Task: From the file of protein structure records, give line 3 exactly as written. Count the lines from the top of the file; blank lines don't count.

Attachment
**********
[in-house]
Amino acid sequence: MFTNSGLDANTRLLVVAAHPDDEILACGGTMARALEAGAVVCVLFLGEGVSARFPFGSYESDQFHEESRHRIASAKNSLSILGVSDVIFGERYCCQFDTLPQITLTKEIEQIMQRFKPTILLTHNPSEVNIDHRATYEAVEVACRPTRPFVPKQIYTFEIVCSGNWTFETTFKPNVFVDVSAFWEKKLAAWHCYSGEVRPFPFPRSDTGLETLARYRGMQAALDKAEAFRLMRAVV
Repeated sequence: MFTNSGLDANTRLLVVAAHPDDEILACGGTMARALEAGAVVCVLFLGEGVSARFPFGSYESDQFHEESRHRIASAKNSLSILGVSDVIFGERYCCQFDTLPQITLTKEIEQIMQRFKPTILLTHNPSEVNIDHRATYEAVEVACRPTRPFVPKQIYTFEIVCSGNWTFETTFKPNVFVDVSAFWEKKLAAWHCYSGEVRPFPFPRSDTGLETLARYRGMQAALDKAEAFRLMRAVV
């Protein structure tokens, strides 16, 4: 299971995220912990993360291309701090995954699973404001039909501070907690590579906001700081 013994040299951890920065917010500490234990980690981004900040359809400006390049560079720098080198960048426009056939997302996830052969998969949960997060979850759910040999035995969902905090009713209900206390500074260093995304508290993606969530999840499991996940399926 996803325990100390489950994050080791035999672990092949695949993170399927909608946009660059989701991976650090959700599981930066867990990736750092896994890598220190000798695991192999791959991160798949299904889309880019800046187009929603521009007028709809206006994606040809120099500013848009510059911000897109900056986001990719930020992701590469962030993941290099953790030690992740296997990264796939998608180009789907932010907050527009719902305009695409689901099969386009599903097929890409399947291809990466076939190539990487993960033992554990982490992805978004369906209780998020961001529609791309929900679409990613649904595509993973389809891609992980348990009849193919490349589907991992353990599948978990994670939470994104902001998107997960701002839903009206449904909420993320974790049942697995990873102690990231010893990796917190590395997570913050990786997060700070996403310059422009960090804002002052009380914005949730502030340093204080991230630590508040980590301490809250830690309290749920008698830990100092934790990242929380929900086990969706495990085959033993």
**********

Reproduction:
Repeated sequence: MFTNSGLDANTRLLVVAAHPDDEILACGGTMARALEAGAVVCVLFLGEGVSARFPFGSYESDQFHEESRHRIASAKNSLSILGVSDVIFGERYCCQFDTLPQITLTKEIEQIMQRFKPTILLTHNPSEVNIDHRATYEAVEVACRPTRPFVPKQIYTFEIVCSGNWTFETTFKPNVFVDVSAFWEKKLAAWHCYSGEVRPFPFPRSDTGLETLARYRGMQAALDKAEAFRLMRAVV